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Heavy Metals in Baby Foods and Fruit Juices

A Resource for Families

Reports of heavy metals in baby foods and fruit juices have been featured in news headlines across the United States, leaving families concerned about the health and safety of their children. This document includes useful information on heavy metals in food and drinks as well as ways to reduce your family’s exposure.

PEHSU Factsheet: Heavy Metals in Baby Foods and Fruit Juices

 Summary of Key Points posted on Mar 21, 2022
 What is a heavy metal? posted on Mar 21, 2022
 Why are heavy metals found in some baby foods & fruit juices? posted on Mar 21, 2022
 How can heavy metals affect brain development in children? posted on Mar 21, 2022
 What are simple steps to reduce a child’s exposure to heavy metals? posted on Mar 21, 2022
 What is being done to reduce heavy metals in baby foods & fruit juices? posted on Mar 21, 2022
 My child has eaten some of the products that contain metals. Should I have my child tested for heavy metals? posted on Mar 21, 2022
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Additional Resources for Families

HealthyChildren.org

Additional Resources:


References

  1. Mercury and Your Health | ATSDR. www.atsdr.cdc.gov. Published November 16, 2021. Accessed March 14, 2022. https://www.atsdr.cdc.gov/mercury/index.html
  2. Center for Food Safety and Applied Nutrition. Advice about eating fish. U.S. Food and Drug Administration. https://www.fda.gov/food/consumers/advice-about-eating-fish. Published October 2021. Accessed March 14, 2022.
  3. American Academy of Pediatrics. Tips to reduce arsenic in your baby's Diet. HealthyChildren.org. https://www.healthychildren.org/English/ages-stages/baby/feeding-nutrition/Pages/reducearsenic.aspx. Published September 2021. Accessed March 14, 2022.
  4. Arsenic and drinking water from private wells. Centers for Disease Control and Prevention. https://www.cdc.gov/healthywater/drinking/private/wells/disease/arsenic.html. Published July 1, 2015. Accessed March 14, 2022.
  5. American Academy of Pediatrics. Sleep: What Every Parent Needs to Know. (Moon RY, ed.). Elk Grove Village, IL: American Academy of Pediatrics; 2013.
  6. Which Rice Has the Least Arsenic? Consumer Reports' new data and guidelines are important for everyone but especially for gluten avoiders. Consumer Reports. https://www.consumerreports.org/cro/magazine/2015/01/how-much-arsenic-is-in-yourrice/index.htm#rules. Published November 2014. Accessed March 14, 2022.
  7. Center for Food Safety and Applied Nutrition. FDA response to questions about levels of toxic elements in Baby Food. U.S. Food and Drug Administration. https://www.fda.gov/food/cfsanconstituent-updates/fda-response-questions-about-levels-toxic-elements-baby-food-followingcongressional-report. Published February 16, 2021. Accessed March 14, 2022.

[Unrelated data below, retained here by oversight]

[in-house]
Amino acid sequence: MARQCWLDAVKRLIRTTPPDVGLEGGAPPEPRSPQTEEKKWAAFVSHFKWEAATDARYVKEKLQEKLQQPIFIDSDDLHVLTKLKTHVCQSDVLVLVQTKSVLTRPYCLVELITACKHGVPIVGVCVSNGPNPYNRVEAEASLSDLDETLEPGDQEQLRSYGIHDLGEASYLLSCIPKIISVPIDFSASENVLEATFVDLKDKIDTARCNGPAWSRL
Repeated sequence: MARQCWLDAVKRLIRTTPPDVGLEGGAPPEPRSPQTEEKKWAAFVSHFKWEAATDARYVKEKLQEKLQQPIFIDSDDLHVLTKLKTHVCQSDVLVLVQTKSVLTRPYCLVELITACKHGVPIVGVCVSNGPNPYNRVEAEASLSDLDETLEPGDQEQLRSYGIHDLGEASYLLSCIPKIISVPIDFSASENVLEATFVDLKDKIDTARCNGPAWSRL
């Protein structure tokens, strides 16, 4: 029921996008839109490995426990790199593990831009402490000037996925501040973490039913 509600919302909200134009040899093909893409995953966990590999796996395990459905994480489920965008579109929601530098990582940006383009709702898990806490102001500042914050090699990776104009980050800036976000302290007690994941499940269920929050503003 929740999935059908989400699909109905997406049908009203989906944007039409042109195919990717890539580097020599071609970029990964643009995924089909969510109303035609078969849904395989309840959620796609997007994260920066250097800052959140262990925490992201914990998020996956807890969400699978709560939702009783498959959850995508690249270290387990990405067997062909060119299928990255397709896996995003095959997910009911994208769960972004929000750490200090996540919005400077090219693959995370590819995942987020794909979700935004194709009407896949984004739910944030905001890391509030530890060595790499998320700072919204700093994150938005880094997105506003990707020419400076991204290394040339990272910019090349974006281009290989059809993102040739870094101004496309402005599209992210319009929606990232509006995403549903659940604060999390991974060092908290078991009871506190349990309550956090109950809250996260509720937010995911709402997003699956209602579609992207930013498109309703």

8. Baby Food Standard. FoodChain ID. https://www.foodchainid.com/babyfoodstandard/. Published 2021. Accessed March 14, 2022.
  9. Sample JA, Zajac L. Blood lead levels in children: What parents need to know. HealthyChildren.org. https://www.healthychildren.org/English/safety-prevention/all-around/Pages/Blood-Lead-Levels-in-Children-What-Parents-Need-to-Know.aspx. Published December 21, 2021. Accessed March 14, 2022.
  10. Healthy Babies Bright Futures. https://www.hbbf.org/. Accessed March 15, 2022.
  11. American Academy of Pediatrics. Heavy metals in Baby Food. HealthyChildren.org. https://www.healthychildren.org/English/ages-stages/baby/feeding-nutrition/Pages/Metals-in-Baby-Food.aspx. Published 2021. Accessed March 15, 2022.
  12. Branch J. Most Baby Foods contain arsenic, lead, and other heavy metals, study finds. Consumer Reports. https://www.consumerreports.org/food-safety/most-baby-foods-contain-arsenic-lead-andother-heavy-metals/. Published September 29, 2021. Accessed March 15, 2022.

The information contained on this website should not be used as a substitute for the medical care and advice of your/your child’s primary care provider. There may be variations in treatment that your provider may recommend based on individual facts and circumstances.

This webpage was supported by the American Academy of Pediatrics (AAP) and funded (in part) by a cooperative agreement with the Centers for Disease Control and Prevention/Agency for Toxic Substances and Disease Registry (CDC/ATSDR). The U.S. Environmental Protection Agency (EPA) supports the PEHSUs by providing partial funding to CDC/ATSDR through an Inter-Agency Agreement. The findings and conclusions presented have not been formally disseminated by CDC/ATSDR or EPA and should not be construed to represent any agency determination or policy. Use of trade names that may be mentioned is for identification only and does not imply endorsement by the CDC/ATSDR or EPA.

Created: March 2022